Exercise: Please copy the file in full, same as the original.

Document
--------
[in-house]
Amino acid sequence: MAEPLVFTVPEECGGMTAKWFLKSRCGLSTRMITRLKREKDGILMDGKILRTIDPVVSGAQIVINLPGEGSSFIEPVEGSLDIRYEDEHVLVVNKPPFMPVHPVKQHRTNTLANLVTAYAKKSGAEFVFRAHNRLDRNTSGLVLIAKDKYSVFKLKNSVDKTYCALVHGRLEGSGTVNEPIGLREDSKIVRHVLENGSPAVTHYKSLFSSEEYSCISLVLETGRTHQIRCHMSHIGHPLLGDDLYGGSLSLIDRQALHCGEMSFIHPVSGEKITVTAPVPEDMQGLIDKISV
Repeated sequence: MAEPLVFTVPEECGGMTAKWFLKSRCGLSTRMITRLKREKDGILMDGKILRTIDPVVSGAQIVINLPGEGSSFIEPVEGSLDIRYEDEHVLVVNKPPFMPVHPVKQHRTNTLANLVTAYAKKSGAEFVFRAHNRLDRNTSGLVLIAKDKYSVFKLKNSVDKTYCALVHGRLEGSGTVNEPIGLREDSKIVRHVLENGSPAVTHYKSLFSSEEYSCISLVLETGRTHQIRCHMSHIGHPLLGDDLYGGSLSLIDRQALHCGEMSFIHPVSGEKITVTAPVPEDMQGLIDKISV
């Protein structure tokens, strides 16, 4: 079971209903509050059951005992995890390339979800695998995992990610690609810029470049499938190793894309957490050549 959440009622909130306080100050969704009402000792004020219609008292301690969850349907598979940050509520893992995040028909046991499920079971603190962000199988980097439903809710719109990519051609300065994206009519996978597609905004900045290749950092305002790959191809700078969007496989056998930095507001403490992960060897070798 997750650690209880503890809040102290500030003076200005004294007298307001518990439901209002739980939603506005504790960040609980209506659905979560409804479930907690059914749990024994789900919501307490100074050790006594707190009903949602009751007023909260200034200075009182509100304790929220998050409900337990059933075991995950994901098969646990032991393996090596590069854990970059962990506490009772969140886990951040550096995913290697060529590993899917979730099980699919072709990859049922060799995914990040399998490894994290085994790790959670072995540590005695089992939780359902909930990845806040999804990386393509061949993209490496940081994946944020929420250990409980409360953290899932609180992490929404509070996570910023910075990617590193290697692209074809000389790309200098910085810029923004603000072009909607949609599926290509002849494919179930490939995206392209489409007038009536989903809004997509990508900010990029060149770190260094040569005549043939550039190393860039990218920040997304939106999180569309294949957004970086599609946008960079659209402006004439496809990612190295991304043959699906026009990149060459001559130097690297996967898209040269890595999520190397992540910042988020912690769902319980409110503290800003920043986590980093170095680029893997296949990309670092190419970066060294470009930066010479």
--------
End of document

[in-house]
Amino acid sequence: MAEPLVFTVPEECGGMTAKWFLKSRCGLSTRMITRLKREKDGILMDGKILRTIDPVVSGAQIVINLPGEGSSFIEPVEGSLDIRYEDEHVLVVNKPPFMPVHPVKQHRTNTLANLVTAYAKKSGAEFVFRAHNRLDRNTSGLVLIAKDKYSVFKLKNSVDKTYCALVHGRLEGSGTVNEPIGLREDSKIVRHVLENGSPAVTHYKSLFSSEEYSCISLVLETGRTHQIRCHMSHIGHPLLGDDLYGGSLSLIDRQALHCGEMSFIHPVSGEKITVTAPVPEDMQGLIDKISV
Repeated sequence: MAEPLVFTVPEECGGMTAKWFLKSRCGLSTRMITRLKREKDGILMDGKILRTIDPVVSGAQIVINLPGEGSSFIEPVEGSLDIRYEDEHVLVVNKPPFMPVHPVKQHRTNTLANLVTAYAKKSGAEFVFRAHNRLDRNTSGLVLIAKDKYSVFKLKNSVDKTYCALVHGRLEGSGTVNEPIGLREDSKIVRHVLENGSPAVTHYKSLFSSEEYSCISLVLETGRTHQIRCHMSHIGHPLLGDDLYGGSLSLIDRQALHCGEMSFIHPVSGEKITVTAPVPEDMQGLIDKISV
């Protein structure tokens, strides 16, 4: 079971209903509050059951005992995890390339979800695998995992990610690609810029470049499938190793894309957490050549 959440009622909130306080100050969704009402000792004020219609008292301690969850349907598979940050509520893992995040028909046991499920079971603190962000199988980097439903809710719109990519051609300065994206009519996978597609905004900045290749950092305002790959191809700078969007496989056998930095507001403490992960060897070798 997750650690209880503890809040102290500030003076200005004294007298307001518990439901209002739980939603506005504790960040609980209506659905979560409804479930907690059914749990024994789900919501307490100074050790006594707190009903949602009751007023909260200034200075009182509100304790929220998050409900337990059933075991995950994901098969646990032991393996090596590069854990970059962990506490009772969140886990951040550096995913290697060529590993899917979730099980699919072709990859049922060799995914990040399998490894994290085994790790959670072995540590005695089992939780359902909930990845806040999804990386393509061949993209490496940081994946944020929420250990409980409360953290899932609180992490929404509070996570910023910075990617590193290697692209074809000389790309200098910085810029923004603000072009909607949609599926290509002849494919179930490939995206392209489409007038009536989903809004997509990508900010990029060149770190260094040569005549043939550039190393860039990218920040997304939106999180569309294949957004970086599609946008960079659209402006004439496809990612190295991304043959699906026009990149060459001559130097690297996967898209040269890595999520190397992540910042988020912690769902319980409110503290800003920043986590980093170095680029893997296949990309670092190419970066060294470009930066010479």